On his part, LHDA Acting Chief Executive Officer Tente Tente said there was an ongoing process to compensate villagers.

“About 131 households were affected by the Polihali North East Access Road (PNEAR) which is the road between Mapholaneng and Polihali Dam site and over 120 households have already been compensated. These households have either been fully or partly compensated depending on the type of assets affected and compensation options chosen by the households. The assets which have not yet been compensated are mainly business plots due to the outstanding submission of the forms as proof of ownership and confirmation of land use.

“There were delays (in paying compensation) but we have since overcome the challenges we had. We are currently paying households on a weekly basis with more than 105 payments made in the past two weeks.

“It must be noted that the LHDA consulted with the individual households to access their land or property while the payment process was ongoing. It was never a unilateral decision.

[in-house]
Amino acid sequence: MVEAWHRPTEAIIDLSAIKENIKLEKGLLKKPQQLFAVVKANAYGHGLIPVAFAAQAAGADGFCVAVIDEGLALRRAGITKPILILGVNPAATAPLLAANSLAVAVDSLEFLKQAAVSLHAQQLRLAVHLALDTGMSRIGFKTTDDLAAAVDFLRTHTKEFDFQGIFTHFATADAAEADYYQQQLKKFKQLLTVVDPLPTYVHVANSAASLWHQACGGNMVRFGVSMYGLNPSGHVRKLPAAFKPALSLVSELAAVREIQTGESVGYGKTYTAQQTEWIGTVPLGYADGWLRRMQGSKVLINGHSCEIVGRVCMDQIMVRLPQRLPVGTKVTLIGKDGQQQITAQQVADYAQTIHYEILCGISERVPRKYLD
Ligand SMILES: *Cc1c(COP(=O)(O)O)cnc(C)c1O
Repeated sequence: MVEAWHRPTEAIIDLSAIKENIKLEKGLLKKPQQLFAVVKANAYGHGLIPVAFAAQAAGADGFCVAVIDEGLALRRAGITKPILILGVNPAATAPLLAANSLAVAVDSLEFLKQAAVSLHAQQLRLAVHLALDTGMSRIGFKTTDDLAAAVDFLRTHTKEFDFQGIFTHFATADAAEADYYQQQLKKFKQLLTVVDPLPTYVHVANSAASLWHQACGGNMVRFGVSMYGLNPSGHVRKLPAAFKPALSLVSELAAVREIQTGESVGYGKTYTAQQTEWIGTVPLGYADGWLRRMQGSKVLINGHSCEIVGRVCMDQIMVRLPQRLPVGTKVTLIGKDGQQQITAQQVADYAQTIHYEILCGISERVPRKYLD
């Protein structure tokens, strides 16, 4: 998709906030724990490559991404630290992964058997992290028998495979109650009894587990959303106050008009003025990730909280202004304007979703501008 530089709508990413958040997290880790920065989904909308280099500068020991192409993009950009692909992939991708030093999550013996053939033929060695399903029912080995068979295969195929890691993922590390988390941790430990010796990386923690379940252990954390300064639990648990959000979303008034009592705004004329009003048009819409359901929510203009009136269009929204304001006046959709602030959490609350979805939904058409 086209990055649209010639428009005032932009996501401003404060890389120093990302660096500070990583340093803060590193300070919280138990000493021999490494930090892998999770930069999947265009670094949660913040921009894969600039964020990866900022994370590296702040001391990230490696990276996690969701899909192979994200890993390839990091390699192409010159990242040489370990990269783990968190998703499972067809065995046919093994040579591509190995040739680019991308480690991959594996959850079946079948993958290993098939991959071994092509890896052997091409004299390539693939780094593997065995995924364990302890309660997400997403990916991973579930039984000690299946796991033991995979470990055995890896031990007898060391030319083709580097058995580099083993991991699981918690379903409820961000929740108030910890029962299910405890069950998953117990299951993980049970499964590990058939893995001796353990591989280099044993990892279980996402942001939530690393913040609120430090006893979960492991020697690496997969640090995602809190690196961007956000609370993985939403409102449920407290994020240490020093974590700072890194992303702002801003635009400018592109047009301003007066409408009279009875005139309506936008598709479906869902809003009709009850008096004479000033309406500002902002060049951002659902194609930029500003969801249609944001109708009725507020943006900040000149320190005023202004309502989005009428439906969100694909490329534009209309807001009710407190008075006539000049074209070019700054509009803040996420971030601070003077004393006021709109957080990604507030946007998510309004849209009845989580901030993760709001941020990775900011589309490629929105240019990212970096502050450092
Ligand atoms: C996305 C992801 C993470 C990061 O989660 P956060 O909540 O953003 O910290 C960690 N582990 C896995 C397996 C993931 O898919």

“The payment of compensation to the affected households is an ongoing process because even the land acquisition or registration is not complete. In certain instances, the properties that are not currently affected by the footprint of the construction works have had to be acquired because they are no longer accessible to their landowners. It is therefore, not possible to give the exact timeline. However, the LHDA is still committed to ensuring that all affected people receive their compensation timely.”

On the allegations that some communities were paid as little as M257, 35, Mr Tente said compensation amounts depended on various factors including the type of assets.

“During the demarcation of the reservoir, impacts (on the villagers) were very small and these consequently attracted little compensation. On realising that compensation for these small impacts, such as a hole drilled during geotechnical investigations, will result in small amounts of compensation, and appreciating the inconvenience that affected households will have to go through in registering these small impacts, the project authorities approved a once-off payment. This is termed an inconvenience allowance and it is given to every household affected by the project.”

“No one will get compensation that is less than M1000. However, the cheque for the inconvenience payment will always come separately from the compensation entitlement. Furthermore, it should be noted that all affected households will benefit under the Livelihoods Restoration Programme aimed at improving the livelihoods of affected households,” Mr Tente said.